Legend of the Lost (1957) Movie Script

- Monsieur Dukas, please.
- Go away, I am busy.
Excellency, please, the stranger,
he wants to see you.
- Go away.
- He's got a big gold watch.
He's giving money away.
Money? Halt! Stop the eulogy!
Everybody halt!
Excellency, it is bad luck to stop.
Sheik Nuwas, our guest of honor,
is in no hurry. Where is the stranger?
This way, come!
I am Anatole Dukas,
the Prefect of the City.
It is my honor to welcome you
to our metropolis.
My name is Paul Bonnard.
I was at your office when the ladies
volunteered to help me find you.
You did well, dear children.
If it is lodging you seek,
or you wish money to exchange
I am at your service, monsieur.
Thank you very much.
I was hoping you would be able
to recommend me a guide.
A guide?
May I ask where you wish to be guided?
Into the Sahara Desert.
Wonderful! I have the perfect man for you
and I myself will supply the equipment.
I dislike to impose.
It is an honor to be of service.
If you come to my office after the burial
I'll present to you the most superb guide.
- At what time?
Shame on you!
To take advantage of a guest.
- Give it to me.
- Wait.
You'll pay for this crime.
Disgrace to Timbuktu.
Take that thief to jail.
Pardon me, but I am preferring
no charges against the young woman.
But a crime has been committed.
Perhaps the payment of a fine
would satisfy the civic conscience.
Monsieur, you show an example
of extreme nobility.
The municipality releases you.
You are free.
You can thank this gentleman.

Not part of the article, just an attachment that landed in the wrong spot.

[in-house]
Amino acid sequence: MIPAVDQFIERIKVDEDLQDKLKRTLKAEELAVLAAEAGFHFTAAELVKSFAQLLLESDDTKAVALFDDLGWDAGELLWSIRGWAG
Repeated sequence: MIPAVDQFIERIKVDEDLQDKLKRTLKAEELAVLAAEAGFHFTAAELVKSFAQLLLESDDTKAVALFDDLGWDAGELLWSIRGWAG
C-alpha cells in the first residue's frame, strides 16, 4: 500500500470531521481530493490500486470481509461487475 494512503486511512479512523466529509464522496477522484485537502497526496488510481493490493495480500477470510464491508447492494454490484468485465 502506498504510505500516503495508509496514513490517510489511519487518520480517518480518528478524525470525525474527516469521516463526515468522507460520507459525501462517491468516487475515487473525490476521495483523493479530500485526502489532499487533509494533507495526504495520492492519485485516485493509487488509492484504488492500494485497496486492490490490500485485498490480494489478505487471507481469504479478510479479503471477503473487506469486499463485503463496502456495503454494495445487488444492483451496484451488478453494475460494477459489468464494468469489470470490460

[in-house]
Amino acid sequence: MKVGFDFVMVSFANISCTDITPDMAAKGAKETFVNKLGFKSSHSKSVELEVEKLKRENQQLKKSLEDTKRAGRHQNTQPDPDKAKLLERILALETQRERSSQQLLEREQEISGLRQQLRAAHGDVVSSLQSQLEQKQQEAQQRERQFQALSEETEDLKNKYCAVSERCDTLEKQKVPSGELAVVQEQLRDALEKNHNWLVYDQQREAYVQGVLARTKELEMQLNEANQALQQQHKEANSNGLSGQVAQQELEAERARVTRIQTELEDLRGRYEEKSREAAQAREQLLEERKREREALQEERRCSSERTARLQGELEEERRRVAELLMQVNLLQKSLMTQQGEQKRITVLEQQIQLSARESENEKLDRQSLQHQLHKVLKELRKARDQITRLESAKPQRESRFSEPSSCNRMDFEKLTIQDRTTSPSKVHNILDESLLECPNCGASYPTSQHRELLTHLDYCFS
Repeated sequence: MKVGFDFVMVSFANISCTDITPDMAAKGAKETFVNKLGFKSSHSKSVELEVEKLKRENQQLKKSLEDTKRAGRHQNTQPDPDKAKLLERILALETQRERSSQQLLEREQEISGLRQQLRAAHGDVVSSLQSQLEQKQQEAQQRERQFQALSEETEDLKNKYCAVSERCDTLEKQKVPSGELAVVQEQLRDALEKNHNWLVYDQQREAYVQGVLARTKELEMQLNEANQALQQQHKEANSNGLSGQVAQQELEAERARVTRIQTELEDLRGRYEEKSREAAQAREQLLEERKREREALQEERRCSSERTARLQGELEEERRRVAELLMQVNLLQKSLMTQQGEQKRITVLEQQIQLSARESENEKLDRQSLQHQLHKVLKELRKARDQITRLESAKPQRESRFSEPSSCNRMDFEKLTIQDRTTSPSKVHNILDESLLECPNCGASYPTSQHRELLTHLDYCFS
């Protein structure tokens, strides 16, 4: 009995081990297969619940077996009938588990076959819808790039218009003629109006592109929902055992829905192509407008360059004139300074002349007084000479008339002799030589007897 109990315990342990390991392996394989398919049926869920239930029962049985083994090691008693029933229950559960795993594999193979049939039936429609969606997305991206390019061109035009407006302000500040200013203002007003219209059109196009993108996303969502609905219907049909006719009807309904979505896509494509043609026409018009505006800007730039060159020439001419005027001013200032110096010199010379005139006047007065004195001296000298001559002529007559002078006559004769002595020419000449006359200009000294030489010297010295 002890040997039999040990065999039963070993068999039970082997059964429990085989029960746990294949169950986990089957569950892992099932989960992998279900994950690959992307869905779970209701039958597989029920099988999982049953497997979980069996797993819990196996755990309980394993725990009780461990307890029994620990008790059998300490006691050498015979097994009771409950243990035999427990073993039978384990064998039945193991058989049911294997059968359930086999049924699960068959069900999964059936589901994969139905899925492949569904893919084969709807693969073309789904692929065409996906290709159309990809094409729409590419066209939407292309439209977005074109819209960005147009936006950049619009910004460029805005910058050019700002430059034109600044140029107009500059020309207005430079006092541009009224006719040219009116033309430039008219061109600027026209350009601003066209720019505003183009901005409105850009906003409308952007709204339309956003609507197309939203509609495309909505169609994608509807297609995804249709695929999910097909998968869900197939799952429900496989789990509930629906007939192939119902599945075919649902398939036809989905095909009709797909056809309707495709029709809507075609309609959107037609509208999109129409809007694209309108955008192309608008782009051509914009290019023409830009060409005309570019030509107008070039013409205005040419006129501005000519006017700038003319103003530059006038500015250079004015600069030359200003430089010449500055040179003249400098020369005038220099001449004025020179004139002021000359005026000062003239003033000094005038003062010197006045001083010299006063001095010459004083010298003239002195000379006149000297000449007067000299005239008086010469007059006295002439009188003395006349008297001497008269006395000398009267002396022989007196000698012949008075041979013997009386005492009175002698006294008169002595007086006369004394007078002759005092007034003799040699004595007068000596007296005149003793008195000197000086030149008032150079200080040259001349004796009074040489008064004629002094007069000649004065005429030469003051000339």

Thank you, sir.
I am extremely embarrassed.
If you pardon me, I must go back
to the burial of Sheik Nuwas.
- At 5:00 in my office.
- At 5:00.
Please, don't give any money away
in my absence.
All right, come. Everybody, go.
- Why did you steal it?
- I wanted it.
If you wanted it, why didn't you ask for it?
You can have it.
- Really?
- Of course.
Thank you.
Joe! Joe January!
He is not here tonight, MonsieurDukas.
Joe, Joe January.
You see something you like?
Hardly. Do these women live here?
Monsieur, they are the children of the city.
Joe! Joe January!
Monsieur Bonnard, please, this young lady
will take care of you for a few moments.
I have a little errand
of an official nature to accomplish.
Guard our guest well.
- Excellency.
- Is Joe January here?
- He has moved in.
- Moved in?
- Yes, with everything.
- With everything?
- Joe, you are indisposed?
- Go away.
Could we go somewhere else?
I have some important information.
I happen to be in jail.
- But Joe, the door is open.
- Not interested.
What's the matter?
Have you lost your head?
I was suddenly put in jail, remember?
Getting drunk and breaking chairs
was bad enough, but bombs, Joe!
You were making bombs!